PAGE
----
December Visit (12/30/2019)

A boulder with moss forming rivers of green in its fissures looked just like an Andy Goldsworthy creation, so I had to capture that vivid image when I saw it at the start of my hike. The day was cool and sunny and the boulder cast interesting shadows on the rocks below it in the creekbed. There was running water in the creek although it was not all that high.

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There are a few mysteries on this page. First, the lichen I drew in November and haven’t yet sorted out. Maybe it isn’t a lichen after all. And then a “weed” perhaps, but something with pretty mint-green leaves that turn red as it ages. When it flowers in a few months I’ll figure out what it is, but have been frustratingly unable to yet.

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The hare’s foot inkcap (Coprinus lagopus) was a treasure; it caught the morning light and glowed. The fungus (Phycomyces blakesleeanus) on the dog feces was perhaps less a treasure, certainly a shame since it is growing on evidence of the abundant presence of dogs in the Reserve, where they are officially not allowed.

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It had rained recently enough that the purple shelf fungus Trichaptum albietinum was moist and colorful. It grows on conifers and I found this one on the grey pine that has fallen across the creek. There is a sister species that grows on hardwoods and is similar in appearance.

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The toyons’ red/gold/green were captivating against the blue of the sky and enlivened my drawing along with the textures of the burnt oak limbs and the waves of dried grass. I drew even more gold below following the patterns of spores on the undersides of goldenback fern (Pentagramma triangularis) leaves.

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September Visit (9/26/2019)

It was late fall, but still felt like summer when I visited Stebbins in September. Each season has its highlights, and I went to the canyon looking forward to flying insects, active birds, and the early hints of fall colors. I wasn’t disappointed! The Anna’s hummingbirds (Calypte anna) and the grasshoppers were quite lively, and it sometimes took me a minute to register which of the two large flyers had just whizzed past my head.

Poison oak (Toxicodendron diversilobum) is always showy this time of year. I love to see it looking healthy and abundant: it is an important food source for birds, herps, insects and some mammals.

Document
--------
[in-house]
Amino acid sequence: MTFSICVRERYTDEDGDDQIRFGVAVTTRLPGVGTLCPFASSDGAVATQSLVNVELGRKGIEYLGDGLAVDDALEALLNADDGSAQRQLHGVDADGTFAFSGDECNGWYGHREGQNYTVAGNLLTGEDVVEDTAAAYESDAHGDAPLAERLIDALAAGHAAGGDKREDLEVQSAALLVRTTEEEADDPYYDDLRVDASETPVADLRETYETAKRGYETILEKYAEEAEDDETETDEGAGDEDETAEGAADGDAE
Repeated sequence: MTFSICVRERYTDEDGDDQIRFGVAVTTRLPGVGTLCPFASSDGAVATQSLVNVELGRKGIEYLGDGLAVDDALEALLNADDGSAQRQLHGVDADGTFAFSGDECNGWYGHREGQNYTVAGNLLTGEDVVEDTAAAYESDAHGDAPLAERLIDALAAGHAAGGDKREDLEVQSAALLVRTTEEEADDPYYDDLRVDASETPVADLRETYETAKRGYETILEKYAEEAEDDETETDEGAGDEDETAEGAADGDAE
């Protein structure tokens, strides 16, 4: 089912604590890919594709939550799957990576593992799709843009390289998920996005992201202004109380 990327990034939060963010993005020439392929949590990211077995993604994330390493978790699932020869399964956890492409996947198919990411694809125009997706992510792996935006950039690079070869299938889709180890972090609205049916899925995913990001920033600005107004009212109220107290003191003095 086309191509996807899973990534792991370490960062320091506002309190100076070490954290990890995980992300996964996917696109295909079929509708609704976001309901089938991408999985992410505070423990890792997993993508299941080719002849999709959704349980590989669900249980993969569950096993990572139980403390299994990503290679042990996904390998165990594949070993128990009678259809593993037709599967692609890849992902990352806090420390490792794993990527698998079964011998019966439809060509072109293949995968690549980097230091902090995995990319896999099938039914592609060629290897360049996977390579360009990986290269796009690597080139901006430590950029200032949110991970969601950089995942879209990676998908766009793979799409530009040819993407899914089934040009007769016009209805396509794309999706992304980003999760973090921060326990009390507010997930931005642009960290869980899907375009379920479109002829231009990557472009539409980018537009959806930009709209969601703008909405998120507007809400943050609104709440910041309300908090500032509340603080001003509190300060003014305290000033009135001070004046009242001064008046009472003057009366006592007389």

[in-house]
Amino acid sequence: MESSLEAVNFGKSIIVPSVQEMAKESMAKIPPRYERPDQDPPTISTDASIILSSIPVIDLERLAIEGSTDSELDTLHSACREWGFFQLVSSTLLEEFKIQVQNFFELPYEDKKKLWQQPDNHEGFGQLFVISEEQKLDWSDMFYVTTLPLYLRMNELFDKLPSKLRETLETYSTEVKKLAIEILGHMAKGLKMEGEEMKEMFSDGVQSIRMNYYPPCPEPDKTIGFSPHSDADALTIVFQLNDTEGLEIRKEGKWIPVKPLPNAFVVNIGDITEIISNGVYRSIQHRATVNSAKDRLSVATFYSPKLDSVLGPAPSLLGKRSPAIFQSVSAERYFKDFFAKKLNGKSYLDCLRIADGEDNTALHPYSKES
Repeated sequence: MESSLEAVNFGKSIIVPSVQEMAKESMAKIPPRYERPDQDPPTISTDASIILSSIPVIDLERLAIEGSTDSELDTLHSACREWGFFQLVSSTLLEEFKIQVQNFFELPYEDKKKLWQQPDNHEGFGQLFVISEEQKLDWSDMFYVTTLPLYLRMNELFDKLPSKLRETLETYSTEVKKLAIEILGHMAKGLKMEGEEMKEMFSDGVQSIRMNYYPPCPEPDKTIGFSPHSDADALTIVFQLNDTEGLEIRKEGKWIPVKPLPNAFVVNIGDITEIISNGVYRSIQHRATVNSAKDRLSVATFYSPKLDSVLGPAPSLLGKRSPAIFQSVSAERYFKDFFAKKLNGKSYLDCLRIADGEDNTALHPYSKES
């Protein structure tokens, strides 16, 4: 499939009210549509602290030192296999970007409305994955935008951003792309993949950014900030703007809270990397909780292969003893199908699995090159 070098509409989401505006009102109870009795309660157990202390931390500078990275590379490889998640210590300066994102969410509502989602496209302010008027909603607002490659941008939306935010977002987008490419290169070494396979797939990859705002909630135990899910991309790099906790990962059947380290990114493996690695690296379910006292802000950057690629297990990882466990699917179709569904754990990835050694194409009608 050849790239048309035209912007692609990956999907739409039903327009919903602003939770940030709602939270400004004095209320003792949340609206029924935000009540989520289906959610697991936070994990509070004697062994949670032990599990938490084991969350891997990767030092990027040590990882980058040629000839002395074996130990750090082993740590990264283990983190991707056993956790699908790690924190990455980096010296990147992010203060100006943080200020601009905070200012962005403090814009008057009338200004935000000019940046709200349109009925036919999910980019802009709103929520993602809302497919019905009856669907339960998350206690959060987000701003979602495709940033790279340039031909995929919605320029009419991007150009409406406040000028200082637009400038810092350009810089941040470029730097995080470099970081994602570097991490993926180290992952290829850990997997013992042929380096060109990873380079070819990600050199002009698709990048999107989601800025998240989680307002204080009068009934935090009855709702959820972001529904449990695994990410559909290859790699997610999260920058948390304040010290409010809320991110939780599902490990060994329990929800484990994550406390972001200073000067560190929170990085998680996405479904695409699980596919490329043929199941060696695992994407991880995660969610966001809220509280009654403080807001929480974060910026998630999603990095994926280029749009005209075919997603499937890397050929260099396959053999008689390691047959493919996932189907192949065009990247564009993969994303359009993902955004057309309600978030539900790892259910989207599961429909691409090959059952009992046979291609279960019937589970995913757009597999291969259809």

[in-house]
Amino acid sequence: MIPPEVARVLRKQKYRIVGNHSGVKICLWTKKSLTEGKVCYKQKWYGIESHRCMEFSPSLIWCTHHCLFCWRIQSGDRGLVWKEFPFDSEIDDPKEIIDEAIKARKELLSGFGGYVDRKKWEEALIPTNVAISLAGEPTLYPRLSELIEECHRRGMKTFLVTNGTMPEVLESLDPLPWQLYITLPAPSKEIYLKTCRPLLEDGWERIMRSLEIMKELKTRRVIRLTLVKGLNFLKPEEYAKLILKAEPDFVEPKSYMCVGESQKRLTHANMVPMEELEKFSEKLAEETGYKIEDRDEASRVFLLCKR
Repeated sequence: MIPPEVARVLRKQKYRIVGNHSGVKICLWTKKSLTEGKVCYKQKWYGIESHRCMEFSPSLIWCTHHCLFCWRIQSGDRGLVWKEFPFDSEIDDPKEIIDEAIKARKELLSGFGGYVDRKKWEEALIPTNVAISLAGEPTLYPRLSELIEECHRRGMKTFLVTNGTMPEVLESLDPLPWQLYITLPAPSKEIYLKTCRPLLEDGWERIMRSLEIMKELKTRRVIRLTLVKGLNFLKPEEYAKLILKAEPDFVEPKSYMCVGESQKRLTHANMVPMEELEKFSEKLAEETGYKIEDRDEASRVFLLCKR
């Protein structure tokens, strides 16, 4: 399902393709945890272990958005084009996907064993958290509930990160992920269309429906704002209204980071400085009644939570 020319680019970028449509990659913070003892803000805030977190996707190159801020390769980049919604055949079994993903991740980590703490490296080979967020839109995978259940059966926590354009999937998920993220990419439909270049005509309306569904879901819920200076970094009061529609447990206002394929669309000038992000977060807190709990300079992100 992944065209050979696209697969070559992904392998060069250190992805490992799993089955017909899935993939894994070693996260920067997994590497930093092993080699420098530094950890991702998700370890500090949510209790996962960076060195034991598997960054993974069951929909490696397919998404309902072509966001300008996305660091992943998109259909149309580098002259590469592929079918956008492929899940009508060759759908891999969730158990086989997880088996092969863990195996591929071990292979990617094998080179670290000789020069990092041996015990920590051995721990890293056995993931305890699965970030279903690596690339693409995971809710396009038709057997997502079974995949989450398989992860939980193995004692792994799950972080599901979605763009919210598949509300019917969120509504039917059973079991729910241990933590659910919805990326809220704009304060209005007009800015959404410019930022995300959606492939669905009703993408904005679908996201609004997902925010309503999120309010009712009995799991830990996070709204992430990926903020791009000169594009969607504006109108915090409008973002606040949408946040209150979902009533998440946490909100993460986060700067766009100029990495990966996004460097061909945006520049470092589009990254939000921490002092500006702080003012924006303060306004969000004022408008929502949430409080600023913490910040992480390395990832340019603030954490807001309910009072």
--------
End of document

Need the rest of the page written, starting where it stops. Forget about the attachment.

I spent a long time watching a gray hairstreak (Strymon melinus) on slender clover (Trifolium gracilentum). I hadn’t seen one in Stebbins yet – it is a pretty little butterfly!

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April Visit #1 (4/19/2019)

On a clear and peaceful day in April, I brought my son with me to Stebbins and we both sketched our way along the trail. The lizards were plentiful, which was not surprising, but we were surprised at how close many of them let us come. Especially surprising was the western skink (Plestiodon skiltonianus) – I have found these to be particularly shy in the past.

The canyon and hillsides are still much more open due to the fire three and a half years ago, with many spring wildflowers taking advantage of the light.

My son pointed out a chaparral camel cricket (Gammarotettix genitalis) sheltering in the curl of a California tea (Rupertia physodes).

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February Visit (2/28/2017)

Enjoying the wildflowers on a beautiful February day, I also noticed a different form of California buckeye (Aesculus californica) regrowth than I had seen last year.  Along the creek trail, some buckeyes that had not regrown in their crowns last year were sending up basal shoots.  I love the way the leaf buds look.

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I was excited to see a checker-lily (Fritillaria affinis), something I did not catch last year.  Greater bee-flies (Bombylius major) were everywhere, enjoying the sun and the flowers.

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A yellowjacket (Vespula sp.) resting on purple nightshade (Solanum xanti), a western fence lizard (Sceloporus occidentalis) paused on a rock in the sun, and the first blooms on fleshy lupine (Lupinus succulentus):

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A few more blooms (canyon delphinium, blue dicks, and miner’s lettuce):

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I’m still working on capturing the grey expanses of dead tree and shrub branches against the hillsides.

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Cold creek is beautiful and clear.

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The wet winter has led to movement on the hillsides, although maybe not as much as there might have been, given how recent the fire was.  This was a slump right along the creek trail.

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